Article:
The next day, Younger decided to eat salmon for lunch, and her period, which had stopped for several months, returned two days later. She soon incorporated eggs, and says she instantly had more energy, stopped getting as sore from her workouts, and experienced fewer stomach pains. It was her personal decision to not first try adopting a healthier approach to veganism.

But she was “filled with so much anxiety and fear about telling my followers,” Younger says. “I promote honesty on the blog all the time. I felt like a total liar. Since my blog has to do with my lifestyle and not just food, it was important to be honest.” When she “came out” to her followers, she received an outpouring of support from people who commended her for her transparency and who had gone through similar experiences. But then there were the naysayers.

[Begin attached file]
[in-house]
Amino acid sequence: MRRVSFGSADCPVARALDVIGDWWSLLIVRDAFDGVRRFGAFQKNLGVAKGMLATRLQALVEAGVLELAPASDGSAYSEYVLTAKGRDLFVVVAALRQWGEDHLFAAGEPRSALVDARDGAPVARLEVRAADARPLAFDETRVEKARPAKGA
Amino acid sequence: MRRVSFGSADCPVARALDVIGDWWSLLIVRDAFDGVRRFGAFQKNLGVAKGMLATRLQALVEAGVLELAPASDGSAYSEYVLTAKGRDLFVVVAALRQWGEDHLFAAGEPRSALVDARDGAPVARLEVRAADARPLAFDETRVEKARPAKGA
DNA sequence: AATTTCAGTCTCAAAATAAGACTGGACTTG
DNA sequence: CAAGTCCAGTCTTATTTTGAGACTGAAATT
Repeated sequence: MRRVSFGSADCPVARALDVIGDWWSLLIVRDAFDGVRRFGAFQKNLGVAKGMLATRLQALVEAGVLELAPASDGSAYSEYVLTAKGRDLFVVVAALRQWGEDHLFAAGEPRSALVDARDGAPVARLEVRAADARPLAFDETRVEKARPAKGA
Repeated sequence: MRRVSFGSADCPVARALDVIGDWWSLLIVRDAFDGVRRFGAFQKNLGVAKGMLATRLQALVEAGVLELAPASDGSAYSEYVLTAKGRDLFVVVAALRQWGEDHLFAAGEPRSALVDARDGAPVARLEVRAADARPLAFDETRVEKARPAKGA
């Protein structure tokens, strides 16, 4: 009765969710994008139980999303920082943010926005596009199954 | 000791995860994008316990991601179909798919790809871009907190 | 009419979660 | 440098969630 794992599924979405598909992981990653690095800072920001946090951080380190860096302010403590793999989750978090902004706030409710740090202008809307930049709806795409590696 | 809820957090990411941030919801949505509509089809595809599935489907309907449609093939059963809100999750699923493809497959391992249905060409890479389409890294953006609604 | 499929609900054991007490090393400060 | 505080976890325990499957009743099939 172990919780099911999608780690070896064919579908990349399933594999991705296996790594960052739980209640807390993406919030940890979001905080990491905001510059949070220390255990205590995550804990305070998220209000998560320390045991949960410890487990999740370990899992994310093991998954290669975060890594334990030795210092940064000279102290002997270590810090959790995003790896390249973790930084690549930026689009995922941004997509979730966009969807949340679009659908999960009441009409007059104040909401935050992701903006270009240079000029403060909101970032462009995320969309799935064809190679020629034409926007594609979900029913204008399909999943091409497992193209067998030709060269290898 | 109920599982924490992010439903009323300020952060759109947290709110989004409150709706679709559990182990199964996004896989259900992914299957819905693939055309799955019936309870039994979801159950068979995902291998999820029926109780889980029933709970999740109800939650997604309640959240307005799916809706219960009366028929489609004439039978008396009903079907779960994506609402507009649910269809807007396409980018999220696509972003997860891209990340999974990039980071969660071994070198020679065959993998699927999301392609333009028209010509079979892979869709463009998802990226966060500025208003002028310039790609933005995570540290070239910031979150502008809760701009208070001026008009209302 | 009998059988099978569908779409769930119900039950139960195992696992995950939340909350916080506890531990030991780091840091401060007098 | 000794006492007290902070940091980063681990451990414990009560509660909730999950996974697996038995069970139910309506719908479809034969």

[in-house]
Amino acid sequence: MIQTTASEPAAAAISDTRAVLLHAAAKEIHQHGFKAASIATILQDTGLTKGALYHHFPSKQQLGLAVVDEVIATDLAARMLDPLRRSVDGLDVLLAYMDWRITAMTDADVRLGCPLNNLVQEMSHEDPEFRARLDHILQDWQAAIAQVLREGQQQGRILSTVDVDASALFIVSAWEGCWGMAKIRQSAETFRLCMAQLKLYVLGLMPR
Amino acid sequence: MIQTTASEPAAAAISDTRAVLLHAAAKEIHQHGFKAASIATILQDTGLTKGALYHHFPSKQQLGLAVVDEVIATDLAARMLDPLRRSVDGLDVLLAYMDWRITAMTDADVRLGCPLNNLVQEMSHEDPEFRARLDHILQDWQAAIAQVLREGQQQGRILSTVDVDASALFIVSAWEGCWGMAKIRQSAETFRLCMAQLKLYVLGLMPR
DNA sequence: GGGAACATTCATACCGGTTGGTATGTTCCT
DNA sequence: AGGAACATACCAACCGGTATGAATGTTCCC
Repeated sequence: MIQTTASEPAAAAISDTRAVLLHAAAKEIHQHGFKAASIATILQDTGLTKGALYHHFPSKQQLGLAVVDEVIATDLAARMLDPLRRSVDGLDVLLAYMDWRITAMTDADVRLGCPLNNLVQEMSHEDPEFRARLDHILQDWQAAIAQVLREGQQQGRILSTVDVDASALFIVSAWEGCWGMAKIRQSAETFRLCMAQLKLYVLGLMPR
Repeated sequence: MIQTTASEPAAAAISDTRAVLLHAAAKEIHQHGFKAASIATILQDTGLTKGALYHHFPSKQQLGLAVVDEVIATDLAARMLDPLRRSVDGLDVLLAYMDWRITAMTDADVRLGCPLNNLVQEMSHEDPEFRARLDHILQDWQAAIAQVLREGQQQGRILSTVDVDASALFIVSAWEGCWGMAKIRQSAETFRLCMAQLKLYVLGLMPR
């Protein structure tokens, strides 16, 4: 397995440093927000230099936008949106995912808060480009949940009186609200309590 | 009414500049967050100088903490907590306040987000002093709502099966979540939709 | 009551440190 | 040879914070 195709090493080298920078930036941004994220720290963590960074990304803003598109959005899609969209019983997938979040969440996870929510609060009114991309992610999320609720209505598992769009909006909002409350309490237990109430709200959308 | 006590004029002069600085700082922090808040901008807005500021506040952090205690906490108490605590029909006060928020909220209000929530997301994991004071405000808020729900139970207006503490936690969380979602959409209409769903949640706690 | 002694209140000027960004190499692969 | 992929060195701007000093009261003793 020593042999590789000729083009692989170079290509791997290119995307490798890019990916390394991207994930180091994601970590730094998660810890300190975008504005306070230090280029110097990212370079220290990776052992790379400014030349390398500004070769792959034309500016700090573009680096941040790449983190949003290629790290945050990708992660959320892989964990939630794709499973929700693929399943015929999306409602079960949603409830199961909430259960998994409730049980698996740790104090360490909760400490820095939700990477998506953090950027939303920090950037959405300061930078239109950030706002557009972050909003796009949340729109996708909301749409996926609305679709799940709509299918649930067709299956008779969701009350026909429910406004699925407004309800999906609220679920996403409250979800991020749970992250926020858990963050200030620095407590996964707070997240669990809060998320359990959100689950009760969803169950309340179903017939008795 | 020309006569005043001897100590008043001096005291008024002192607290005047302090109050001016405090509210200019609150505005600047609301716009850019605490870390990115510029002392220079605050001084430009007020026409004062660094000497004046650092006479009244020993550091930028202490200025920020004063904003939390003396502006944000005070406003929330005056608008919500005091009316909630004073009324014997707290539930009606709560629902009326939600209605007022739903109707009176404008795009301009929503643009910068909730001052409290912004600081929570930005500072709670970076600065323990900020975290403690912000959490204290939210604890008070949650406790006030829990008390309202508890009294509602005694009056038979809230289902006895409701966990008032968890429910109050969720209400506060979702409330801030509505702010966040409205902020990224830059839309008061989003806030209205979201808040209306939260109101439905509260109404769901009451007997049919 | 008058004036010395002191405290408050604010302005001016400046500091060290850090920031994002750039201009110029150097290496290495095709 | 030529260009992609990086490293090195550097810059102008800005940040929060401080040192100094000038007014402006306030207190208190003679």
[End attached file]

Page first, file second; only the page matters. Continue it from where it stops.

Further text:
“Certain leaders in the raw vegan community turned their back on me so violently,” Younger says. “People I know personally, who I have collaborated with. One blogger began lashing out and leading an army, commenting hateful things in the middle of the night. Some vegans have this cult-like mentality—it turned me off of the lifestyle.”

Surprisingly, though, it didn’t turn her off to a life of constantly sharing food choices. She just left New York and plans on settling in Los Angeles to work on a recipe and lifestyle app, studying to become a health coach, writing a book, and continuing her blog and t-shirt line. Her new blog name is still up in the air, although she changed her Instagram name to The Blonde Veggie.

“From now on, I’m not going to impose any restrictions,” Younger says. “I’m going to Italy in a couple of weeks. A month ago, I thought, ‘Next time I go to Italy it will be sad.’ Now I’m thinking I will try a gelato. And maybe a little pizza and pasta. I’ve come a long way.” —Jamie McKillop